November is National Adoption Awareness Month
Although I primarily blog on apologetic-related themes, once in a while, I veer off simply because I feel an inspirational story must be told. Mary’s story is one of those stories a writer simply cannot pass up!
I first met Mary Doelman through Biola University’s online Masters program in Apologetics. I was drawn to her after reading her student biography. She has adopted 20 children! Who does that? This was a woman I definitely wanted to meet. So, during the residency portion of the Masters track, Mary and I were “dorm mates” for two weeks. It was during this time that I got to know Mary, and hear the incredible story of how her family grew. Here is Mary’s story:
Mary got married on December 27, 1977, and she’ll be celebrating her 40th wedding anniversary with her husband, Hank, next month! They both wanted a big family (10 to 12 children), and started a family right away. By August of 1980, they already had three healthy babies, but there was a complication. After Mary’s second child, the doctor warned her that her uterus was in danger of rupturing and that she should not become pregnant again. She argued with him. The doctor relented, and Mary went on to have a third, successful pregnancy. After that pregnancy, Mary decided to play it safe, and she received a tubal ligation so she would no longer be able to conceive. Unfortunately, later Mary learned that her doctor was inexperienced, and because of it, he didn’t realize that many women have a very thin uterine wall when they are full term. It didn’t mean that Mary should refrain from having more children, but it was too late by then.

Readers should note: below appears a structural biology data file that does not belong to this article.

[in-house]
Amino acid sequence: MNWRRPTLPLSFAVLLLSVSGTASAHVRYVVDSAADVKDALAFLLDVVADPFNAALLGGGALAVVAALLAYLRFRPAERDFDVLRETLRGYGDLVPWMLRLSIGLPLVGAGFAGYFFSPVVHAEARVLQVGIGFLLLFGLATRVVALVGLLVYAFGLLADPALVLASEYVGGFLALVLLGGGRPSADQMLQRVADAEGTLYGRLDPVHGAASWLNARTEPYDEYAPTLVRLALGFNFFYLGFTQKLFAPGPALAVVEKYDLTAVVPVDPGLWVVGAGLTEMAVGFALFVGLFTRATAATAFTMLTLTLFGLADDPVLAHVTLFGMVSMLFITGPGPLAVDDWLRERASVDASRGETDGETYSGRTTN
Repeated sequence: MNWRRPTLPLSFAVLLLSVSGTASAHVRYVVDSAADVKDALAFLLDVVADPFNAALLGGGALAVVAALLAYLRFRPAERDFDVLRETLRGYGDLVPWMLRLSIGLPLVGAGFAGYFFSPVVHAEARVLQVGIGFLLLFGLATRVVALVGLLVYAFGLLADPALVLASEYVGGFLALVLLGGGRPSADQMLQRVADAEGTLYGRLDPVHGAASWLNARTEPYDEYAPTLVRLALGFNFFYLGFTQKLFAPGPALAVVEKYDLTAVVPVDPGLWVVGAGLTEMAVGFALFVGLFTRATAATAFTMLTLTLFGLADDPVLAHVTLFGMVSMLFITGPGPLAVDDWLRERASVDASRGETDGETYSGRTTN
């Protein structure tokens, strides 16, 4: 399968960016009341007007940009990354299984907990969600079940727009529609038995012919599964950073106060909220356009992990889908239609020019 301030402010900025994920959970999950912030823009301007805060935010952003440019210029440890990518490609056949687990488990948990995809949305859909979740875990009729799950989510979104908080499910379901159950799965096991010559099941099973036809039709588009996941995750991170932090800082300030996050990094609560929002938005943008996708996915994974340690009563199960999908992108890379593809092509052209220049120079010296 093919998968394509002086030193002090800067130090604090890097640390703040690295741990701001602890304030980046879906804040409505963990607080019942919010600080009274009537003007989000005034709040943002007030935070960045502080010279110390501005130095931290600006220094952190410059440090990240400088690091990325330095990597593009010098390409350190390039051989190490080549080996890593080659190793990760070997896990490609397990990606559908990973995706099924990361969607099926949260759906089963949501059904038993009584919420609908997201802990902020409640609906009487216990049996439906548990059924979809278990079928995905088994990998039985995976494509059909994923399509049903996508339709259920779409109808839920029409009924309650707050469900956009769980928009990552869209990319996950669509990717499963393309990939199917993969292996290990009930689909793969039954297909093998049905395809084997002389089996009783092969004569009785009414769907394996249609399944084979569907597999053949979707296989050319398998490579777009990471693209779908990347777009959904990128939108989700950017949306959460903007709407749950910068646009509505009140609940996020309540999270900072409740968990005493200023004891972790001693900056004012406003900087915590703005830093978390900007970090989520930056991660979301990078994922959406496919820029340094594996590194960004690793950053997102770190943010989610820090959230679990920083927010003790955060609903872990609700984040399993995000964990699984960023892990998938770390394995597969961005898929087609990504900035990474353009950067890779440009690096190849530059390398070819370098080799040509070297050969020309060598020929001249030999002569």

As God often does, He takes our trials and turns them into testimonies. Mary was always interested in orphaned children, and remembers as a young child how she played “orphanage,” pretending to take in all the children that were maimed or unwanted and make them her own. So, a childhood dream began to be realized.
Mary’s own sister had adopted by the time she realized this was the only way she’d be able to continue growing her family. So, she consulted her sister about the options and method of adoption, and the adoptions began.
At first, Mary and Hank took in children that were older than theirs, and therefore, harder to place. Then they began to take in children with special needs. They had met several adoptive families by that time, and they realized that these ‘hard-to-place’ children had done nothing to deserve rejection.
“They needed a family just as much as any other, and we knew we could not refuse them due to special needs,” Mary said. However, she said that they did want to be independent of their children one day. “So, the only stipulation we made to adopt was that they had the potential to someday be independent adults.”
Mary said that it wasn’t so much that they sought out disabled and medically needy children, but these kids were so readily available because many families didn’t want them. So, they applied and were approved year after year. By the time she’d been married five years, they had ten children!